22 Good Clinical Practice (GCP) in Clinical Research
Suchart Chongprasert, Ph.D. Food and Drug Administration ICH GCP for Investigators, 31 July 2013, Chaingmai

23 o [1] [2]

24 Special attentions paid on
Human subjects are protected Rights; Safety; Well being Clinical trial data are credible for regulatory decision; for scientific use to improve interventions

25 GCP significance ..randomized controlled clinical trials form the foundation for “evidence-based medicine”, but such research can be relied upon only if it is conducted according to principles and standards collectively referred to as “Good Clinical Practice” (GCP)… Source: WHO Handbook for GCP: Guidance for Implementation

26 International Conference on Harmonization GCP

27 Clinical trial ...any investigation in human subjects intended to discover or verify the clinical, pharmacological, and/or other pharmacodynamic effects of an investigational product(s), and/or to identify any adverse reactions to an investigational product(s), and/or to study absorption, distribution, metabolism, and excretion of an investigational product(s) with the object of ascertaining its safety and/or efficacy. The terms clinical trial and clinical study are deemed synonymous. ICH GCP [1.12]

28 Clinical Trial the objective is to discover or verify
investigation/research in humans using pharmaceutical products investigational phase or approved one the objective is to discover or verify clinical / pharmacological / pharmacodynamic effects absorption/ distribution / metabolism / excretion so as to ascertain the safety and efficacy of investigational products

29 What is ICH GCP …. international ethical and scientific quality standard for the designing, conducting, recording, performing, monitoring, auditing, reporting a clinical trial that involves human participation... ICH GCP: Introduction

30 ICH GCP quality system being used in a clinical trial from the beginning to the end quality standard encompassing both [1] scientific, and [2] ethical aspects

31 Why GCP …. compliance with this guideline assures the public that the rights, safety, and well-being of trial subjects are protected, and that trial data are credible . ICH GCP : Introduction

32 Importance is given to Human subjects are protected Rights Safety,
Well being Clinical trial data are credible for regulatory decision for scientific use to improve interventions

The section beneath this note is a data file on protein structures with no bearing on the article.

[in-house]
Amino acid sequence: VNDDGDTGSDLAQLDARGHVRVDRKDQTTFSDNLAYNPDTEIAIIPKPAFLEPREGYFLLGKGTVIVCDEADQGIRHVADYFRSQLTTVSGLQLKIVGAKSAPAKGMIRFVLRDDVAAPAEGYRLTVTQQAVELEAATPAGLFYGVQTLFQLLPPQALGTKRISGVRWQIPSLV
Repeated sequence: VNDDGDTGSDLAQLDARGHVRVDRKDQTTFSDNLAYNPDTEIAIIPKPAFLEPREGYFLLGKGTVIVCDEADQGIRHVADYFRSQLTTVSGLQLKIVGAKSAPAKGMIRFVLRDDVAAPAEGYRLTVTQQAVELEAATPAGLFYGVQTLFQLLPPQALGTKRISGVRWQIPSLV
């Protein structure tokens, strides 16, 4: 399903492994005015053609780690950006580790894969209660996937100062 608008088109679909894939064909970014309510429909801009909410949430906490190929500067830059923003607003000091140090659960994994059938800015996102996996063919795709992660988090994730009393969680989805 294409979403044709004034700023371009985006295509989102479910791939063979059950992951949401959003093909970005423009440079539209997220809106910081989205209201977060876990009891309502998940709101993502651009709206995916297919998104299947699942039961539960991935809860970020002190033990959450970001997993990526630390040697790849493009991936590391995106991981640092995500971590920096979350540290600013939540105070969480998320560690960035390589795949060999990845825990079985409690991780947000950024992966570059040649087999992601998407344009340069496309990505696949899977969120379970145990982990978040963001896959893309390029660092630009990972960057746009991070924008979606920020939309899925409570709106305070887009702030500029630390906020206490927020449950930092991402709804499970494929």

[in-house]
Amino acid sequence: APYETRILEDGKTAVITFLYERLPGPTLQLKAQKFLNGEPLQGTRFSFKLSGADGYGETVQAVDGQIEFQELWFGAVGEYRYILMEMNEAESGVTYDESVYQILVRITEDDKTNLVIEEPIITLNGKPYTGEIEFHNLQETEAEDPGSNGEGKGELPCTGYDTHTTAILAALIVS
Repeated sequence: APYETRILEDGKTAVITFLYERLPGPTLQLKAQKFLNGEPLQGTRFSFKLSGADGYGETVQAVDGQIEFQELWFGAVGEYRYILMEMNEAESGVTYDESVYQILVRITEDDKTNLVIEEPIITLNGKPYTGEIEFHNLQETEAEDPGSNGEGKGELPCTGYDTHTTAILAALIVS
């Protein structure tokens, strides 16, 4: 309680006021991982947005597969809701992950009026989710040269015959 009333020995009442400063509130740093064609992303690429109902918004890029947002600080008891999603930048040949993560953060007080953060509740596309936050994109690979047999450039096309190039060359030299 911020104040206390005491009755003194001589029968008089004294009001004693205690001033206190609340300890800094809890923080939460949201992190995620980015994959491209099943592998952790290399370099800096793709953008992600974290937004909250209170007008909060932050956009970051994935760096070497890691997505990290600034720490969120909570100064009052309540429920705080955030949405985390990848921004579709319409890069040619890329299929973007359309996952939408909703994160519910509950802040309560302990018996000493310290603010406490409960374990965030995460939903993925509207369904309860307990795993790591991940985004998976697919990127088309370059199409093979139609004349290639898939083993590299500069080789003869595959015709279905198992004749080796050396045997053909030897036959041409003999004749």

33 ICH GCP - Objective …….to provide a unified standard for European Union, United States, and Japan to facilitate mutual acceptance clinical data by regulatory authorities in the three jurisdictions no repetition of quality clinical trials conducted previously in any of these regions ensuring the quality for the protection of humans as well as the quality and integrity of clinical data

34 ICH GCP - Development ...developed with the consideration of the current GCP of the EU, Japan, US as well as Australia, Canada, the Nordic Countries, and the WHO. combined together principles and guidelines implemented in advanced countries or organization promoting global acceptance of clinical data generated ICH GCP: Introduction

35 Applicability When to apply the ICH GCP?
….should follow when generating clinical data that are intended to be submitted to regulatory authorities in the three regions. support a regulatory decision for marketing authorization of pharmaceutical products ICH GCP: Introduction

36 other applicabilities
.. the principles established in this guideline can also be used for other clinical investigations that may affect safety and well-being of trial subjects. can be applied to broader than a clinical trial

37 considerations ..some principles of GCP may not apply to all types of research on human subjects; consideration of these principles is strongly encouraged wherever applicable as a means of ensuring the ethical, methodologically sound and accurate conduct of human subject’s research.. Source: WHO Handbook for GCP: Guidance for Implementation

38 Applications of GCP studies of a physiological, biochemical, or pathological process, or of a specific intervention controlled studies of diagnostic, preventive or therapeutic measures studies designed to determine the consequence for individuals and communities of specific preventive or therapeutic measures Source: WHO Handbook for GCP: Guidance for Implementation

39 Applications of GCP [2] studies concerning human health-related behavior in a variety of circumstances and environments studies that employ either observation or physical, chemical, or psychological intervention may generate records or make use of existing records containing biomedical or other information about individuals who may or may not be identifiable from the records or information

40 GCP Implementation: Shared Responsibilities

41

42

43 ICH GCP: STRUCTURE & CONTENT
Glossary Principles of ICH GCP IRB/IEC Investigator Sponsor Clinical Trial Protocol Investigator’s Brochure (IB) Essential Documents for the conduct of Clinical Trials Standard arrangement Personnel Documents

44 Fundamental Concepts of ICH G CP

45

46 ICH GCP Principles [1] ethical principles established in the Declaration of Helsinki (updated 2013) [2] favorable risk and benefits ratio at the beginning and continuing of a clinical trial [3] rights, safety, and well-being of trial subjects most important consideration, and precede the interests of science and society [4] nonclinical and clinical data (if any) available to support the proposed trial